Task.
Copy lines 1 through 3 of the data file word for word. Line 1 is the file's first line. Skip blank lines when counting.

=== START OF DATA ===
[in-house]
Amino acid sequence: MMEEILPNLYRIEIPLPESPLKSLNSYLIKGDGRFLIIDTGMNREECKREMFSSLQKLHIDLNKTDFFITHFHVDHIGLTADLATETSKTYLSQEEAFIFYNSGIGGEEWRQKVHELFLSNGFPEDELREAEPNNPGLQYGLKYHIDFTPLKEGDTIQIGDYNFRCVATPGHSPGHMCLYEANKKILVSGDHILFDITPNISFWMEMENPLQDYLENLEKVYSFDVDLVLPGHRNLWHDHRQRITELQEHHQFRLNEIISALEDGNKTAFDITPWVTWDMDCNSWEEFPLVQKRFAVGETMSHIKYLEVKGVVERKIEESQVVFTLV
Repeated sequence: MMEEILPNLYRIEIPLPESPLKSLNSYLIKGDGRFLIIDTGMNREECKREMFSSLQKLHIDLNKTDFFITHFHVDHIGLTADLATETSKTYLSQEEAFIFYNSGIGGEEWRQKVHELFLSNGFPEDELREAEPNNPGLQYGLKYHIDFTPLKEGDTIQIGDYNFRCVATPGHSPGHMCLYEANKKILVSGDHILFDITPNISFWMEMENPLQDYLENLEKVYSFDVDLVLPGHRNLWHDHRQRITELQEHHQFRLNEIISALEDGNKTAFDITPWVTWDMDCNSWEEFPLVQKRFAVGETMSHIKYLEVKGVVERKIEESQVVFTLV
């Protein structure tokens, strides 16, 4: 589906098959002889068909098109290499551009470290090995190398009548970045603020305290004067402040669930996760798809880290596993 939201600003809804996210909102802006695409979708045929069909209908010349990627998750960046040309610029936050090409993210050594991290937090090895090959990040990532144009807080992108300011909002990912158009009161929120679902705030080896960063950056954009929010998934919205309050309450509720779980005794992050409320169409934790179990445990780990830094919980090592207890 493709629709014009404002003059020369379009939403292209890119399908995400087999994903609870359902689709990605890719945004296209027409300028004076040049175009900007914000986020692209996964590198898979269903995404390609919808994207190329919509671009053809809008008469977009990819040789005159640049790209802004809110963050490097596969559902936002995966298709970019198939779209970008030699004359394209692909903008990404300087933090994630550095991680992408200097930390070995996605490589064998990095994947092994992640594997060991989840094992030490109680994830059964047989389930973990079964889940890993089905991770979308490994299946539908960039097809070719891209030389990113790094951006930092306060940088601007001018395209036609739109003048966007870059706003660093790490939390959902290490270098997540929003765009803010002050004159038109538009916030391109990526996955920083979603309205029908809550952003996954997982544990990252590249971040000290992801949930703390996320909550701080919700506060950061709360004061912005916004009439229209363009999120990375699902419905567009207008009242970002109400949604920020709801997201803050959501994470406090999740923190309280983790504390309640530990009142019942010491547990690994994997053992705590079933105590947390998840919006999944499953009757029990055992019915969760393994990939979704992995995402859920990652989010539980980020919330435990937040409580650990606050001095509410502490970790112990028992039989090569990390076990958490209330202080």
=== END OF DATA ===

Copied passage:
[in-house]
Amino acid sequence: MMEEILPNLYRIEIPLPESPLKSLNSYLIKGDGRFLIIDTGMNREECKREMFSSLQKLHIDLNKTDFFITHFHVDHIGLTADLATETSKTYLSQEEAFIFYNSGIGGEEWRQKVHELFLSNGFPEDELREAEPNNPGLQYGLKYHIDFTPLKEGDTIQIGDYNFRCVATPGHSPGHMCLYEANKKILVSGDHILFDITPNISFWMEMENPLQDYLENLEKVYSFDVDLVLPGHRNLWHDHRQRITELQEHHQFRLNEIISALEDGNKTAFDITPWVTWDMDCNSWEEFPLVQKRFAVGETMSHIKYLEVKGVVERKIEESQVVFTLV
Repeated sequence: MMEEILPNLYRIEIPLPESPLKSLNSYLIKGDGRFLIIDTGMNREECKREMFSSLQKLHIDLNKTDFFITHFHVDHIGLTADLATETSKTYLSQEEAFIFYNSGIGGEEWRQKVHELFLSNGFPEDELREAEPNNPGLQYGLKYHIDFTPLKEGDTIQIGDYNFRCVATPGHSPGHMCLYEANKKILVSGDHILFDITPNISFWMEMENPLQDYLENLEKVYSFDVDLVLPGHRNLWHDHRQRITELQEHHQFRLNEIISALEDGNKTAFDITPWVTWDMDCNSWEEFPLVQKRFAVGETMSHIKYLEVKGVVERKIEESQVVFTLV